A Portrait of the Artist as Australian

A Portrait of the Artist as Australian: L’Oeuvre bizarre de Barry Humphries

PAUL MATTHEW ST PIERRE
Copyright Date: 2004
Pages: 368
https://www.jstor.org/stable/j.ctt80fzm
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  • Book Info
    A Portrait of the Artist as Australian
    Book Description:

    A Portrait of the Artist as Australian offers the first critical assessment of Barry Humphries' entire career - as a daring postmodern deconstructionist on stage, film, and television, with sixty-seven stage shows, twenty-four film and thirty-four video appearances, thirty-four television series and seventy-one television appearances, and seventy-two audio recordings, but especially what he calls his "second career" as author of twenty-nine books. With an oeuvre that includes novels, biographies, autobiographies, editions, compilations, comic books, poetry, dramatic monologues, sketches, film scripts, and several unclassified works, Humphries is a literary and dramatic artist of considerable significance. Arguing that Humphries is one of Australia's greatest writers, Paul Matthew St Pierre reveals a multi-faceted artist whose success is rooted in music halls, Dadaism, and his identity as an Australian.

    eISBN: 978-0-7735-7162-4
    Subjects: Performing Arts

Table of Contents

  1. Front Matter
    (pp. i-iv)
  2. Table of Contents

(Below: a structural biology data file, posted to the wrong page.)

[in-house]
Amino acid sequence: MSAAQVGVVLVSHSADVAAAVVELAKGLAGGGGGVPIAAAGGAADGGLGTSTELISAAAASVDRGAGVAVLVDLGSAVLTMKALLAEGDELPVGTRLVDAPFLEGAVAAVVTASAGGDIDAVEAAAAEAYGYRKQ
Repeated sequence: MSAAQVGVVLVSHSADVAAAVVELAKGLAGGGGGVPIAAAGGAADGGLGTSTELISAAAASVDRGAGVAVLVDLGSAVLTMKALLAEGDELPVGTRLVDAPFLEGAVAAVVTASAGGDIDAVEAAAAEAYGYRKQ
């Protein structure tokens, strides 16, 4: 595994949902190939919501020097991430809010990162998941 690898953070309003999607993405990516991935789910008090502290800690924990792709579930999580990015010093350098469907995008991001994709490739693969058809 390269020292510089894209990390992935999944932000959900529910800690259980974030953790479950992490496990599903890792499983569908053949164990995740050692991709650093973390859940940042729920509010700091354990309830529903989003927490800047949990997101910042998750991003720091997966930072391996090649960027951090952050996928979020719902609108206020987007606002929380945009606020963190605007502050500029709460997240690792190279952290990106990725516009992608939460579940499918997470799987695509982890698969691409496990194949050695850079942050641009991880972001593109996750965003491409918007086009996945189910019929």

(pp. v-vi)
  3. List of Tables
    (pp. vii-viii)
  4. Preface
    (pp. ix-xvi)
  5. Acknowledgments
    (pp. xvii-xviii)
  6. Illustrations
    (pp. xix-2)
  7. 1 Kid on the Halls: Barry Humphries Speaks
    (pp. 3-33)

    “Barry Humphries” are the most appropriate words with which to begin a book on Australian artist, showman, and (especially) writer Barry Humphries. Certainly, they are the most evocative words in my own lexicon, conjuring up the attractive figure of a man of the theatre, a player of men and women not only on stage but also in the audience. Given his versatility as a stage performer, and his elusive personality as a biographical subject (who may reveal himself but only when he is not looking),¹ one might posit various persons named Barry Humphries, a whole company of Barry Humphries. The...

  8. 2 It All Begins with Bizarre: Barry Humphries Makes Print
    (pp. 34-56)

    When Barry Humphries published his “youthful folly”¹Bizarre(1965), a heterodox compilation of stories and pictures about eccentrics, freaks, aberrations, and monstrosities – Clive James called it “a freak show that you had to be a pathologist to find funny”² – he gave notice, to anyone willing to take notice, that he was a Dada prankster and a bookmaker, less like Charles Morton at Canterbury Hall than like William Burroughs, Gertrude Stein, bill bissett, Marcel Duchamp, Salvador Dali, and others for whom the propositionsécrire des livresandfaire des farces(“to write books” and “to play tricks ”) are...

  9. 3 Humphries as Poet, Poet Taster, Lyricist, and Comic Singer
    (pp. 57-99)

    Barry Humphries is an occasional poet. He deserves the designation “occasional” not because he writes poetry infrequently (which he does not), or even because he writes exceptional verse (which he does), but because he has the expertise to write poems for just about every occasion and because he has the facility to do it well and make it look easy. In his acknowledgments he refers toNeglected Poems and Other Creatures(1991) as “these occasional verses,” as if his poetry were merely a hit and miss amateur pastime. But it seems it has always been a hit with his audience, both...